The Challenge of ‘World Knowledge’

We finished our ‘Wimpy Kid’ on Friday, and Haroun was tired. So I read the first chapter of a ‘Hardy Boys’ to him, with the warning that this book would be hard for him and the offer that we would only continue if he liked it, otherwise we would find something else. Well, he loved it.

The Hardy Boys series has been updated several times, but the basic story is the same: Frank and Joe are undercover crime-busting teenagers. The books are grade-4 level linear declarative (action) stories, harder than Goosebumps due to a combination of wider vocabulary, longer descriptions, ambiguous motivations, and greater need for world knowledge.

World knowledge is a particular problem for Haroun. He is not a worldly child to start with, his family is devout and his life revolves around five visits to the mosque each day. He doesn’t spend much time watching TV. And of course it is READING that builds most of our knowledge about the world, which he doesn’t yet do.

hardyBoysBurnedSo we set up a browser and googled when we hit something unfamiliar. Today we looked up iguanas, cobras, victorian houses, Frank Sinatra, classic Corvettes, vinyl records, symphony orchestras, sheet music, and more. We talked about how parents have ALWAYS thought their kids music is loud and awful. I pulled out blank CDs and we talked about how to download and burn albums.

The Hardy Boys are relatively simple stories, but you can see why they would be opaque and demotivating to an emerging reader, especially one who still struggles with decoding, vocabulary, and fluency. There is no shortcut. We are going to have to make sense of the story together in order to enjoy it.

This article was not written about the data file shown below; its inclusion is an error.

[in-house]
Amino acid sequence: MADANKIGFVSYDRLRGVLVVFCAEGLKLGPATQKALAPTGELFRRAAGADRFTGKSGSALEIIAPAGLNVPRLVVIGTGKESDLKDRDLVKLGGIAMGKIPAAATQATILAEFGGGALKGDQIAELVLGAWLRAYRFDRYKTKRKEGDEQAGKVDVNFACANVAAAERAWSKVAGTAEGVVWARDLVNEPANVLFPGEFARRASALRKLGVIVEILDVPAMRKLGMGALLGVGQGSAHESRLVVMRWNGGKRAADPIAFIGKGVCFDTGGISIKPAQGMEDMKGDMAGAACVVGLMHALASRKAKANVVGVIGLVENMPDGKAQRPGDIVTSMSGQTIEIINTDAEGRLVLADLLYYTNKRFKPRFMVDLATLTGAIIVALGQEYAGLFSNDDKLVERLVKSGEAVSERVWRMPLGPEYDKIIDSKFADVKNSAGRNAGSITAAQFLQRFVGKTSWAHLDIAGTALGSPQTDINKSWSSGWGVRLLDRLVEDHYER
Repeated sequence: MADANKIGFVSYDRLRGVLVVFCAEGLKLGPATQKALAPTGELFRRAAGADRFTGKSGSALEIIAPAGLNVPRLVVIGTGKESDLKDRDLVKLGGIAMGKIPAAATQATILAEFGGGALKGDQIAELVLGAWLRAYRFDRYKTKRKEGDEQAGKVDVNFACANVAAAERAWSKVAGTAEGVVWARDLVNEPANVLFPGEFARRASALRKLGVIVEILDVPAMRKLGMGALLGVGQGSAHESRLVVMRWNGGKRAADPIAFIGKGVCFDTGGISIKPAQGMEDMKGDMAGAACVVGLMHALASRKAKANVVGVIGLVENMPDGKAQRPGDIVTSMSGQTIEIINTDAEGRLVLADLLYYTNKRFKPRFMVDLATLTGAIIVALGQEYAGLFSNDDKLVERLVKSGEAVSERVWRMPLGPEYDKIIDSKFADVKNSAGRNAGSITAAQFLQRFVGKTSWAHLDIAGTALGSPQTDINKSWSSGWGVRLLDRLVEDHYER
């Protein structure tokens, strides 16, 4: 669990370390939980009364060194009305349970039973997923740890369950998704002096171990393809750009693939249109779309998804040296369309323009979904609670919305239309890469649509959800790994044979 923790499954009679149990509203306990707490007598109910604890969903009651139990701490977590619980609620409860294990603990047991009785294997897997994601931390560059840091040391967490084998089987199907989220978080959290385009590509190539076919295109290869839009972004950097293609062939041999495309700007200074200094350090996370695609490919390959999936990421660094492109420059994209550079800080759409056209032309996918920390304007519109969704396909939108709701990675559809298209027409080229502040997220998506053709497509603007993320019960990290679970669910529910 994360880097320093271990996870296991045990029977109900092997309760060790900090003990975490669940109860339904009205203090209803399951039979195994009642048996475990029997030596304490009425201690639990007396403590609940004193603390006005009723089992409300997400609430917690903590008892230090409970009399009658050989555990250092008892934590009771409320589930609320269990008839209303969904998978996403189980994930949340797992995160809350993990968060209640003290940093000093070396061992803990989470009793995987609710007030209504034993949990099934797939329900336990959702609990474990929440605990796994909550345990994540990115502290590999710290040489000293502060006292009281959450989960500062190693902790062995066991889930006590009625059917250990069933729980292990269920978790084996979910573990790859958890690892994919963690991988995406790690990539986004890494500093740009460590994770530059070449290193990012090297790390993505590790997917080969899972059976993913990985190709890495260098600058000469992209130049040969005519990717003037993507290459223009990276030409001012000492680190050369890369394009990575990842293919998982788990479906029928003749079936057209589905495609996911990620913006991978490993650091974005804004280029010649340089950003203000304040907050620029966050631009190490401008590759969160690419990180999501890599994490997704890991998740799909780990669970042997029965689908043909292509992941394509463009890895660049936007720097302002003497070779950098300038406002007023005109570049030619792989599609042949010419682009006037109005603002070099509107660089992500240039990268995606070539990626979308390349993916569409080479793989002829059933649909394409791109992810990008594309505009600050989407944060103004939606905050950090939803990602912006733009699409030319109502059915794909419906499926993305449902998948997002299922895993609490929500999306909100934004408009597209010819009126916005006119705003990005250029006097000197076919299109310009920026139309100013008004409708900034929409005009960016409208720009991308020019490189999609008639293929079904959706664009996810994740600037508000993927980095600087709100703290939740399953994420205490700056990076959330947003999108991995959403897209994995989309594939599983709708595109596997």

If you are interested click here for further reading about why grade-4 texts can be so challenging.




Dale Jeffries reading over breakfast at the diner with a student.

I have to tell a favorite story about the Hardy Boys. Two years ago I was reading with a student at a diner in Regent Park over breakfast. (I had caught him eating a bag of Gummi Bears for breakfast at school, so our deal was I would buy him any breakfast that didn’t include sugar.) We had finished a few Goosebumps together and I wanted him to try a Hardy Boys, but he refused – it was too hard, didn’t look like fun, unfamiliar universe, don’t like change, etc.

This diner was a favorite for policemen, and a line of them were paying at the cash. I called to the first one as he was leaving “Excuse me sir, have you ever read the Hardy Boys”, and held up the book. He looked surprised and then broke into a wide smile, “I loved the Hardy Boys.” Then I asked the next, and the next. and the next with similar answers. I turned to my student, “OK, it’s your turn, you ask the next one.” “Just gimme the damn book.” And he quickly loved them too.


Posted in Summer of Repairing Dyslexia

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